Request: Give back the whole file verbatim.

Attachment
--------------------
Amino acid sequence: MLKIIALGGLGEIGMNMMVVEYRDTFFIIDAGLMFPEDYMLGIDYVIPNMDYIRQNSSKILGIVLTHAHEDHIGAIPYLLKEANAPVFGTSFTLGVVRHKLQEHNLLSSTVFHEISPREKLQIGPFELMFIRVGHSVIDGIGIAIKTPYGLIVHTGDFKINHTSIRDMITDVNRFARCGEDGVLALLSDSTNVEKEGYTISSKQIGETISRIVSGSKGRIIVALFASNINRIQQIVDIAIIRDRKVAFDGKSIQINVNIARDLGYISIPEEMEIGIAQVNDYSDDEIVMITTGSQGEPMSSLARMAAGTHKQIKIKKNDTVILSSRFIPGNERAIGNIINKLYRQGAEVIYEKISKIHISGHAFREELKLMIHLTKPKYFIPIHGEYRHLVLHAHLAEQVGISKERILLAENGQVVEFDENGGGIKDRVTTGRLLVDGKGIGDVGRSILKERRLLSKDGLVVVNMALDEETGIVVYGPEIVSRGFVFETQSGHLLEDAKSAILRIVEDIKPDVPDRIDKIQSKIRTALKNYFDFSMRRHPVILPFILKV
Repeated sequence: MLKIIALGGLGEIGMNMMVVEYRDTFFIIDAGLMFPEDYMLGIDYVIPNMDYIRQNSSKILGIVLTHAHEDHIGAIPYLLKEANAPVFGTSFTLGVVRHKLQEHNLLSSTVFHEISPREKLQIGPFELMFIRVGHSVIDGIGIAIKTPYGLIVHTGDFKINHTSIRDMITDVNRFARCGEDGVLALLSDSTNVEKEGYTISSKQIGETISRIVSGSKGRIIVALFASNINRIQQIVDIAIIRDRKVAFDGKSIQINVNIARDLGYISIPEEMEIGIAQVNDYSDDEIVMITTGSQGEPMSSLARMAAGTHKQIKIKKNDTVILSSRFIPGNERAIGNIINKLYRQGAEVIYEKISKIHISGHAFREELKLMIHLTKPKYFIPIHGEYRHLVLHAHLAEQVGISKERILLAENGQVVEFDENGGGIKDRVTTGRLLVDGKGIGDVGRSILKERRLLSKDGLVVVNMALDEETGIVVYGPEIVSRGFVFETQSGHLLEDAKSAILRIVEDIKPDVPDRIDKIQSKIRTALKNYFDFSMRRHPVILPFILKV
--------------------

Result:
Amino acid sequence: MLKIIALGGLGEIGMNMMVVEYRDTFFIIDAGLMFPEDYMLGIDYVIPNMDYIRQNSSKILGIVLTHAHEDHIGAIPYLLKEANAPVFGTSFTLGVVRHKLQEHNLLSSTVFHEISPREKLQIGPFELMFIRVGHSVIDGIGIAIKTPYGLIVHTGDFKINHTSIRDMITDVNRFARCGEDGVLALLSDSTNVEKEGYTISSKQIGETISRIVSGSKGRIIVALFASNINRIQQIVDIAIIRDRKVAFDGKSIQINVNIARDLGYISIPEEMEIGIAQVNDYSDDEIVMITTGSQGEPMSSLARMAAGTHKQIKIKKNDTVILSSRFIPGNERAIGNIINKLYRQGAEVIYEKISKIHISGHAFREELKLMIHLTKPKYFIPIHGEYRHLVLHAHLAEQVGISKERILLAENGQVVEFDENGGGIKDRVTTGRLLVDGKGIGDVGRSILKERRLLSKDGLVVVNMALDEETGIVVYGPEIVSRGFVFETQSGHLLEDAKSAILRIVEDIKPDVPDRIDKIQSKIRTALKNYFDFSMRRHPVILPFILKV
Repeated sequence: MLKIIALGGLGEIGMNMMVVEYRDTFFIIDAGLMFPEDYMLGIDYVIPNMDYIRQNSSKILGIVLTHAHEDHIGAIPYLLKEANAPVFGTSFTLGVVRHKLQEHNLLSSTVFHEISPREKLQIGPFELMFIRVGHSVIDGIGIAIKTPYGLIVHTGDFKINHTSIRDMITDVNRFARCGEDGVLALLSDSTNVEKEGYTISSKQIGETISRIVSGSKGRIIVALFASNINRIQQIVDIAIIRDRKVAFDGKSIQINVNIARDLGYISIPEEMEIGIAQVNDYSDDEIVMITTGSQGEPMSSLARMAAGTHKQIKIKKNDTVILSSRFIPGNERAIGNIINKLYRQGAEVIYEKISKIHISGHAFREELKLMIHLTKPKYFIPIHGEYRHLVLHAHLAEQVGISKERILLAENGQVVEFDENGGGIKDRVTTGRLLVDGKGIGDVGRSILKERRLLSKDGLVVVNMALDEETGIVVYGPEIVSRGFVFETQSGHLLEDAKSAILRIVEDIKPDVPDRIDKIQSKIRTALKNYFDFSMRRHPVILPFILKV